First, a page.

Thank you again for your wide ministry. It’s been very helpful to me. –Marie Mainard O’Connell, First Presbyterian Church, Little Rock

  3. Thanks for your kind words, and for your thoughtful comment. I may be guilty of a little reading into the story on this one. Yes, it works better if the wise men are there at the delivery, but I don’t think the argument crumbles if the wise men show up a little after the actual birth. “Uncleanliness” for the mother lasted about a month after birth, and physical postpartum recovery can take months. Some of the alternative medicine sites I read explain that these particular resins have been linked with bonding between mother/baby and father/baby. If you google “Maternal Health and myrrh” or “Maternal health and frankincense,” there are are a lot of writings about these things, all with ties to ancient Eastern traditions.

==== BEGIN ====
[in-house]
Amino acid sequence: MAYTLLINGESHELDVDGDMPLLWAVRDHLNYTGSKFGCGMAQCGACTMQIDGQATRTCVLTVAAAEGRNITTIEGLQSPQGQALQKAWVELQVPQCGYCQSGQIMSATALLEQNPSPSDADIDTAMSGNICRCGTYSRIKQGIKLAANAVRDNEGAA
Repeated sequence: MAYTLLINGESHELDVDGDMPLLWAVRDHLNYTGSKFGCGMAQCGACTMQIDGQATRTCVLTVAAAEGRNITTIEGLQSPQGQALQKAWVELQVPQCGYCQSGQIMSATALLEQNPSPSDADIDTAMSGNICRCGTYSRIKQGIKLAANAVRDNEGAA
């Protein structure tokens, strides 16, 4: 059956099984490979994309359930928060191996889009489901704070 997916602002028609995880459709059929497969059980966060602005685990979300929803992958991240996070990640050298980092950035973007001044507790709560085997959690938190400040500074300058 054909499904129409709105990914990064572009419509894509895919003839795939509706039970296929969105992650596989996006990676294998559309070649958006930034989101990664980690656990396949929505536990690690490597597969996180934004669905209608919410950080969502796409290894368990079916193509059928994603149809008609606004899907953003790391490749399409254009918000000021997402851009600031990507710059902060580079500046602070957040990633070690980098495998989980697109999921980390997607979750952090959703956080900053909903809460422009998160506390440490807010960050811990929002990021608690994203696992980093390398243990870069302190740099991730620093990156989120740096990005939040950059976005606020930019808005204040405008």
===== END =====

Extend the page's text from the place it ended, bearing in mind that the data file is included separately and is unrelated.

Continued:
And by the way, listen for a “shout-out” in our next Pulpit Fiction podcast.